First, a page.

TYPE [key] can return information about the datatype stored in a particular key. This is useful for finding out which of the prefixed commands to use to work with a particular key.
Redis commands sometimes behave differently depending which datatype is being handled. To indicate this, the commands are often prefixed with a character to indicate which datatype they work with. Here's the main ones to look out for:
H for hashes; S for sets; Z for sorted sets (because we already used S). L for lists, operations on the left-hand end of the list. R for lists (obviously!), operations on the right-hand end of the list.
There are some other conventions such as using M for operations that handle multiple values and B for blocking operations.
Keys in Redis are simply strings; there isn't a built-in way to keep related keys together. By convention, though, we often use the colon character as a separator. This is very handy when used with the KEYS command to find all keys matching a particular pattern. Some examples:
product:98632 user:janebloggs article:42:views article:42:categories
By keeping the keys descriptive and well-organized, it becomes easier to find data. It also becomes easier to identify data that is no longer needed. Since Redis is an in-memory datastore, being conscientious about tidying up is very important! There's more information about expiring keys in the "Persisting and Expiring Data" section.
Let's start simple! SET sets a value; GET retrieves it; GETSET sets the value and fetches the previous one:
> SET name Alice OK > GET name "Alice" > GETSET name Bob "Alice" > GET name "Bob"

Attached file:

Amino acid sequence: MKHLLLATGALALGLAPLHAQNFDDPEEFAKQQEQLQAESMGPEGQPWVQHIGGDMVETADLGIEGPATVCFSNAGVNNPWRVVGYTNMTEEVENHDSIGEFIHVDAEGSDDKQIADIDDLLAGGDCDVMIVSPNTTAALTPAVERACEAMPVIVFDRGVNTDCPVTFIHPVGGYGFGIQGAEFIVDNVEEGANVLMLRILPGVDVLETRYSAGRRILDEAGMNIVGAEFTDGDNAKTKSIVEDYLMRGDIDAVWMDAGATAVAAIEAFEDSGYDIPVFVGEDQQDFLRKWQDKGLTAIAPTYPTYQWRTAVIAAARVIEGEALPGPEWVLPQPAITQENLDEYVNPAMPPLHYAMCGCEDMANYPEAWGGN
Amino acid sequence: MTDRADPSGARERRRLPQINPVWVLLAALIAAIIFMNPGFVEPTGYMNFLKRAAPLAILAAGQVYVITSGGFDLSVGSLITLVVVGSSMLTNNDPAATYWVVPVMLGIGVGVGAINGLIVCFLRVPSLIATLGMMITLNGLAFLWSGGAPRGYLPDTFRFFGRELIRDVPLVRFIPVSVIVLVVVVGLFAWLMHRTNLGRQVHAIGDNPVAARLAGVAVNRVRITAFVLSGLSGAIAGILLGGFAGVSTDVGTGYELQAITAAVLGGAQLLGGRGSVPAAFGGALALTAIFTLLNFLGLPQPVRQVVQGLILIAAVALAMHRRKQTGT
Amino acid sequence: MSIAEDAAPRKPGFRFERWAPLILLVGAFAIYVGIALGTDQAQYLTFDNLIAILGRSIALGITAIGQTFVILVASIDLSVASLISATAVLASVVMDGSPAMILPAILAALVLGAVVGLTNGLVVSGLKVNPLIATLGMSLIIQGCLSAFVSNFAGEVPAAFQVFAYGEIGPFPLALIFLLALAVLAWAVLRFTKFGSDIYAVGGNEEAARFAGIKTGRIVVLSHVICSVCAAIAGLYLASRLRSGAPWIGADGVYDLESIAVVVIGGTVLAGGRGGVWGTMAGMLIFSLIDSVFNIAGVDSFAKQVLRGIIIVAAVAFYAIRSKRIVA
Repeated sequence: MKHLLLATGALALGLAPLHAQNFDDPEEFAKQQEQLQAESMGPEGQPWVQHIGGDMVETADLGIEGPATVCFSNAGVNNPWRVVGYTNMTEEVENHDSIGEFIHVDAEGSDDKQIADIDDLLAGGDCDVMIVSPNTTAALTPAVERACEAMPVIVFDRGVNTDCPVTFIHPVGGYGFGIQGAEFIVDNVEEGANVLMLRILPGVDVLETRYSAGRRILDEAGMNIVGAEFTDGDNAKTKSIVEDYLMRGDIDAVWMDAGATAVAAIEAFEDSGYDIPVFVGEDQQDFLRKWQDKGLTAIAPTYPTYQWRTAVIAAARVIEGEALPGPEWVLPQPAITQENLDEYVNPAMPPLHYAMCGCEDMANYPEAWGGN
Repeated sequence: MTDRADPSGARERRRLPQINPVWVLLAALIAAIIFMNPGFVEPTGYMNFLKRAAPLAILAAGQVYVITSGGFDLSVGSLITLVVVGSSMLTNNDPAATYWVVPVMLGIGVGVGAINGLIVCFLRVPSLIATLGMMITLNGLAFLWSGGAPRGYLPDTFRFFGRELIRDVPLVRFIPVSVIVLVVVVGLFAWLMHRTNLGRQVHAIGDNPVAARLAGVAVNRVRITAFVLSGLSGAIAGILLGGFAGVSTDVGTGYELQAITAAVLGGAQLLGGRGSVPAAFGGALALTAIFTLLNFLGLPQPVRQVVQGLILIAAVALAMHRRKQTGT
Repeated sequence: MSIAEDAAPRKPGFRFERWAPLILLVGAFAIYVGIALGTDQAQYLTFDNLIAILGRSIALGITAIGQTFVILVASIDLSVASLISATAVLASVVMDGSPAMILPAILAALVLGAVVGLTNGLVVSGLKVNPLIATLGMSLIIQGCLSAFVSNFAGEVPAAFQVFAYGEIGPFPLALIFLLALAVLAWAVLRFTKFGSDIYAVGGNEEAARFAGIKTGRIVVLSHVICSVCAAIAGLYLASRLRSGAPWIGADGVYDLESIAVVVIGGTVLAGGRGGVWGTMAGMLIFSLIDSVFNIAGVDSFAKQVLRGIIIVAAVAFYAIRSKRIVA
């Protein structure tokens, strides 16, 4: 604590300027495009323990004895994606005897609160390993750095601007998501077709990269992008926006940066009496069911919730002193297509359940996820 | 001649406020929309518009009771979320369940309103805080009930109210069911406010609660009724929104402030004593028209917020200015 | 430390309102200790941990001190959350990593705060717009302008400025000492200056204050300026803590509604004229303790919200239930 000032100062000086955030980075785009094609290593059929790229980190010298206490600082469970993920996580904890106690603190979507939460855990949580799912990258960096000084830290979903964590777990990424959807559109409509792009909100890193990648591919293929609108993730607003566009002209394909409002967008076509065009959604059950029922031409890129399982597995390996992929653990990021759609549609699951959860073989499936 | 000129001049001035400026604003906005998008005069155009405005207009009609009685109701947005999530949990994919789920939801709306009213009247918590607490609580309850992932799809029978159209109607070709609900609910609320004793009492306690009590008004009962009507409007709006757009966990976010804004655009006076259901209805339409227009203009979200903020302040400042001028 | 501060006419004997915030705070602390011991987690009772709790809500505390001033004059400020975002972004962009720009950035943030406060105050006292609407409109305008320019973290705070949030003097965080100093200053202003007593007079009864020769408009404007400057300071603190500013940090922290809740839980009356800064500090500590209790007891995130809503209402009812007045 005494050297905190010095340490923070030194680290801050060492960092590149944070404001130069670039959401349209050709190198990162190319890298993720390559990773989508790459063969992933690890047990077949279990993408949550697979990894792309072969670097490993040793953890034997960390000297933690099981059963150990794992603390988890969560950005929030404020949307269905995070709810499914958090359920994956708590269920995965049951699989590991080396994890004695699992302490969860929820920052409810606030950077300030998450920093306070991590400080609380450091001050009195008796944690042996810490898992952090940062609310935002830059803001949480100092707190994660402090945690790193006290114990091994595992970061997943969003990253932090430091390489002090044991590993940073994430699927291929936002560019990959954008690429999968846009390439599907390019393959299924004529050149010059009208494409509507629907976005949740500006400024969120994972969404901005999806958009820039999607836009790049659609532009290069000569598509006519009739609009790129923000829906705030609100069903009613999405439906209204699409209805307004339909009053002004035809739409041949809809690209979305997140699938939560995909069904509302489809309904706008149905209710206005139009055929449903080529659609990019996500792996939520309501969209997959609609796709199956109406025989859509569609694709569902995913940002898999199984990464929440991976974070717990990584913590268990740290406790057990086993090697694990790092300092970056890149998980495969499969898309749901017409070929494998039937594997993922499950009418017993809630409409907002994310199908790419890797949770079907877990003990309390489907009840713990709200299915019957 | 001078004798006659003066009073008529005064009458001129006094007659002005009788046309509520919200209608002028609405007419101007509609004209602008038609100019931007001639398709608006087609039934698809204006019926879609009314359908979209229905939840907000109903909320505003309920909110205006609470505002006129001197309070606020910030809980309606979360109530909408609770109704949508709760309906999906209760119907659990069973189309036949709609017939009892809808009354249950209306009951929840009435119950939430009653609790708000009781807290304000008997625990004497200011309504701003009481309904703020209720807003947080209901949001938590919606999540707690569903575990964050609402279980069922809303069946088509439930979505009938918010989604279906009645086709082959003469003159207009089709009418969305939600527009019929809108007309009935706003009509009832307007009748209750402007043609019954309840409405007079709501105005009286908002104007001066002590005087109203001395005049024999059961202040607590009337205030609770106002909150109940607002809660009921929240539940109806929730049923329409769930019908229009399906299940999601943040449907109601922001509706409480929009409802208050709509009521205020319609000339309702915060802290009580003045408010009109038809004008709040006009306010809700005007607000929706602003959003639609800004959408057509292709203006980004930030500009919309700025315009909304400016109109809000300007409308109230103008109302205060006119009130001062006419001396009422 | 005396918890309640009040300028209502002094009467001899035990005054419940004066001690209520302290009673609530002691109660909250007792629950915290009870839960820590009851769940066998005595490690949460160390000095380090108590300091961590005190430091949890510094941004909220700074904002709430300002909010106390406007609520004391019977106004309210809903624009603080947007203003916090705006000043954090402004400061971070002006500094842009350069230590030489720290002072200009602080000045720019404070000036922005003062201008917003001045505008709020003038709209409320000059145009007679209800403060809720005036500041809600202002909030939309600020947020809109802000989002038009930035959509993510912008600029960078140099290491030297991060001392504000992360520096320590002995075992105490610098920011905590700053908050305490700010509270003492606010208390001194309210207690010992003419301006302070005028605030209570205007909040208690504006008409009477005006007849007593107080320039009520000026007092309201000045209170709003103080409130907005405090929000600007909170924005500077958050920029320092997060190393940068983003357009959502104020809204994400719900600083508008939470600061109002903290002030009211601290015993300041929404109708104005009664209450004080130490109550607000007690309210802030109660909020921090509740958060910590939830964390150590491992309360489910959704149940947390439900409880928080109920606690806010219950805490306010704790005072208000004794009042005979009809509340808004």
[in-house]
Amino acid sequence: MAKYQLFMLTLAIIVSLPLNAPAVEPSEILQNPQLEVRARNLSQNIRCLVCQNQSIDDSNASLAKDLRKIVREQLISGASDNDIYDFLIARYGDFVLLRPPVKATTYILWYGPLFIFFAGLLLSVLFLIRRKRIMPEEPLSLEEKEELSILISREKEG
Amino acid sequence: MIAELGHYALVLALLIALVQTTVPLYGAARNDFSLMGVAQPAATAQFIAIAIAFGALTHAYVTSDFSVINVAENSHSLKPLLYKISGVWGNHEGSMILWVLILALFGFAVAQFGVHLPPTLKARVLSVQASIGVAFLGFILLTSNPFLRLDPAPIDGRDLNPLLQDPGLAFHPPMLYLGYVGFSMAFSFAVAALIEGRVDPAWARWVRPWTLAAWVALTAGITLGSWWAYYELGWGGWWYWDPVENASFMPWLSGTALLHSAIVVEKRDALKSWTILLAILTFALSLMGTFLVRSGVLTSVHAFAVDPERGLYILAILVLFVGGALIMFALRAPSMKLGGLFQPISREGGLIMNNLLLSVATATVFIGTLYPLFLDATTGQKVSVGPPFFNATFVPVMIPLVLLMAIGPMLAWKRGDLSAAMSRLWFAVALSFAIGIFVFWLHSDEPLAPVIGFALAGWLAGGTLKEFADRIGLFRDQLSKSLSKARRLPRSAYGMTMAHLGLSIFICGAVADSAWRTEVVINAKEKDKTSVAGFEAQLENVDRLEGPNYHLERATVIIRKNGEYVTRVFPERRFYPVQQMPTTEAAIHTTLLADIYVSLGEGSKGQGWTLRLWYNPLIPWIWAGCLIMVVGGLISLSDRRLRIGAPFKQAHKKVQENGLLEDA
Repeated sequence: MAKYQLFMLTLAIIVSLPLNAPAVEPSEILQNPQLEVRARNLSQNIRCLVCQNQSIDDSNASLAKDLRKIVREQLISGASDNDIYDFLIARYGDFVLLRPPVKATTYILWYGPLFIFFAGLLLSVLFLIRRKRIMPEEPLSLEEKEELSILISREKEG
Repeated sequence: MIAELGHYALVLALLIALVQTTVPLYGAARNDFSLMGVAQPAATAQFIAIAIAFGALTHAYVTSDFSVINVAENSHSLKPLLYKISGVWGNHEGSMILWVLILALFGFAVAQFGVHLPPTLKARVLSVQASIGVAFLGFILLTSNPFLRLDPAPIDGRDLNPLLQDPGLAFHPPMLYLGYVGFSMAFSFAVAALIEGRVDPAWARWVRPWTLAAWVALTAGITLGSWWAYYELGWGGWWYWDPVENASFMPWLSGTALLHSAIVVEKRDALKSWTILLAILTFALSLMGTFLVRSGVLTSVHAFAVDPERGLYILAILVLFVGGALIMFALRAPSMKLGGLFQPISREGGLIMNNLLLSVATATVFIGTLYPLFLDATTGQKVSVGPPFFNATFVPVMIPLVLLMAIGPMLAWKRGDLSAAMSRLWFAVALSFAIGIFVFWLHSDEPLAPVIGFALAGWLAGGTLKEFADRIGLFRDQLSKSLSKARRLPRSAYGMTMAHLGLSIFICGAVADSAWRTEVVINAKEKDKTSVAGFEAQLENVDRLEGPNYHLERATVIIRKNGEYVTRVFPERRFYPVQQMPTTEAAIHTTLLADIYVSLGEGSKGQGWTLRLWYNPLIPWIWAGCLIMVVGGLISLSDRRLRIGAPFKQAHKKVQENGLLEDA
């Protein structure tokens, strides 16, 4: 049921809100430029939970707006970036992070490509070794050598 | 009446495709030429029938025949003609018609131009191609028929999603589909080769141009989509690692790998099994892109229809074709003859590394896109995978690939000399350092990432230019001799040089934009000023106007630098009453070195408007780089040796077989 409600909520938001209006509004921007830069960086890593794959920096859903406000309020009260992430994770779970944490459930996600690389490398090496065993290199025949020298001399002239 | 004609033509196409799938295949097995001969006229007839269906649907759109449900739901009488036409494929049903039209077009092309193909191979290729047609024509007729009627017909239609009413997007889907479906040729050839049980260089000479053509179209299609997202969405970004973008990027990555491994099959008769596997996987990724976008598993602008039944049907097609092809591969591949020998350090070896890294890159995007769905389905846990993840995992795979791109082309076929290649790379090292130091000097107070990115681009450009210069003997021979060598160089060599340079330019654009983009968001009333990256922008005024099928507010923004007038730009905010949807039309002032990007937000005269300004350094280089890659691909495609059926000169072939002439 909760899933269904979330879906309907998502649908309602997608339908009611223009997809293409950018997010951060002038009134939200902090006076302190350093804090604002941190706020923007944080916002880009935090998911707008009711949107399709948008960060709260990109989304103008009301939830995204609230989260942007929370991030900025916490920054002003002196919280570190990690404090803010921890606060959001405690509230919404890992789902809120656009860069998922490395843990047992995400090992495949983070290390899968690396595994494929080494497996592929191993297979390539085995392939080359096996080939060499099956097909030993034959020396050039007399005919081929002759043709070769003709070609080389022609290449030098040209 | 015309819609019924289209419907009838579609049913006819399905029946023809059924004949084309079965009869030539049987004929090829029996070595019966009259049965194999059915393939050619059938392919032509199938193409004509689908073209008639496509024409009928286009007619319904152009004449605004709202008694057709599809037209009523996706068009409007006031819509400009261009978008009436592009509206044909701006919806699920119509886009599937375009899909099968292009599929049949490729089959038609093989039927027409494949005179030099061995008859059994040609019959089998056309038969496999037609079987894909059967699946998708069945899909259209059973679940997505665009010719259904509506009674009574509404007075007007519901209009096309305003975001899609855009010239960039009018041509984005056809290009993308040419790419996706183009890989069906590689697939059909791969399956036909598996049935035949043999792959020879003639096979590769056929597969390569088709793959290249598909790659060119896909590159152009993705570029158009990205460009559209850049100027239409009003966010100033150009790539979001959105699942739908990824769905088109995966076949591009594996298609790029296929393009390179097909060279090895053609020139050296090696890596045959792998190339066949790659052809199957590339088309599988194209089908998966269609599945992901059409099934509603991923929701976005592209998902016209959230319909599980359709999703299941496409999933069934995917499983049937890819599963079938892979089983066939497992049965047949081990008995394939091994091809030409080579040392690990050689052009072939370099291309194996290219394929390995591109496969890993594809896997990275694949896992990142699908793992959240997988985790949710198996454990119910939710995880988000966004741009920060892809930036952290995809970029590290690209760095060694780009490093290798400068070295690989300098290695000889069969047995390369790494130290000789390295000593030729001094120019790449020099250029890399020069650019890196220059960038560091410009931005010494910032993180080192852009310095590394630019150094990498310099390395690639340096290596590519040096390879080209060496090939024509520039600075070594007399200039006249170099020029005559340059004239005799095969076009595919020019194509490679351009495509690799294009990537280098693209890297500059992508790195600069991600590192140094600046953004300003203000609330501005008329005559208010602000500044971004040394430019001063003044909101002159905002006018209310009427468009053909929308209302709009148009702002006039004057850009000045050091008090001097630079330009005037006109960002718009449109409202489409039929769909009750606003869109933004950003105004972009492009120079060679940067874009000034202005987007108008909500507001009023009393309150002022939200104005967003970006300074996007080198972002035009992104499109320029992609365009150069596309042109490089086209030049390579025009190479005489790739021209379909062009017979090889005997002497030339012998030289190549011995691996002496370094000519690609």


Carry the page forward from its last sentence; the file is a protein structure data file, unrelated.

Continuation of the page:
Working with one key at a time might seem slow, so Redis offers commands for setting and reading multiple entries at one time — MGET get multiple key/values MSET set multiple key/values:
> MSET fruit apple cookie choc-chip OK > MGET cookie fruit 1) "choc-chip" 2) "apple"
If you're counting items or otherwise working with numbers, there are some shortcut commands to make life easier.
INCR and DECR increment/decrement values (and create them if the key didn't already exist); INCRBY and DECRYBY add/subtract values from the current value.
> GET counter (nil) > INCR counter (integer) 1 > GET counter "1" > INCRBY counter 3 (integer) 4 > DECR counter (integer) 3 > GET counter "3"
Redis uses the string type to support other features, such as bitmaps. This is where values are written to individual bits in a string and used as a very compact way of storing, for example, a bunch of boolean fields for a particular item. The string is considered to be a string of 2^32 bits, all set to zero.
GETBIT sets a particular bit in the bitmap; SETBIT gets a particular bit in the bitmap.
> SETBIT prefs 5 1 (integer) 0 > SETBIT prefs 3 1 (integer) 0 > GETBIT prefs 100 (integer) 0 > GETBIT prefs 3 (integer) 1
Hashes store multiple fields as the value for a particular key. They are a neater way of keeping related values together than using many similarly-named keys, for example. It's common to use a hash to store an object with properties, making use of the ability to set multiple fields.
Reading and writing individual fields is fairly easy using the HSET and HGET commands, and there is also support for operations handling multiple fields in one command.
HSET sets a field in a hash; HMSET sets multiple fields in a hash; HGET gets a field from a hash; HMGET gets multiple fields from a hash:
> HSET user:alice name alice (integer) 1 > HMSET user:alice dress blue food mushrooms OK > HGET user:alice food "mushrooms"
We can inspect the hash in a few different ways:
- HLEN returns the number of fields in the hash.
- HKEYS: The fields in the hash.
- HVALS: The values of the fields in the hash.
- HGETALL returns keys interlaced with field values.
- HEXISTS checks if this field exists in the hash.
> HMSET user:belle dress yellow name belle food cake OK > HLEN user:belle (integer) 3 > HKEYS user:belle 1) "dress" 2) "name" 3) "food" > HVALS user:belle 1) "yellow" 2) "belle" 3) "cake" > HGETALL user:belle 1) "dress" 2) "yellow" 3) "name" 4) "belle" 5) "food" 6) "cake" > HEXISTS user:belle shoes (integer) 0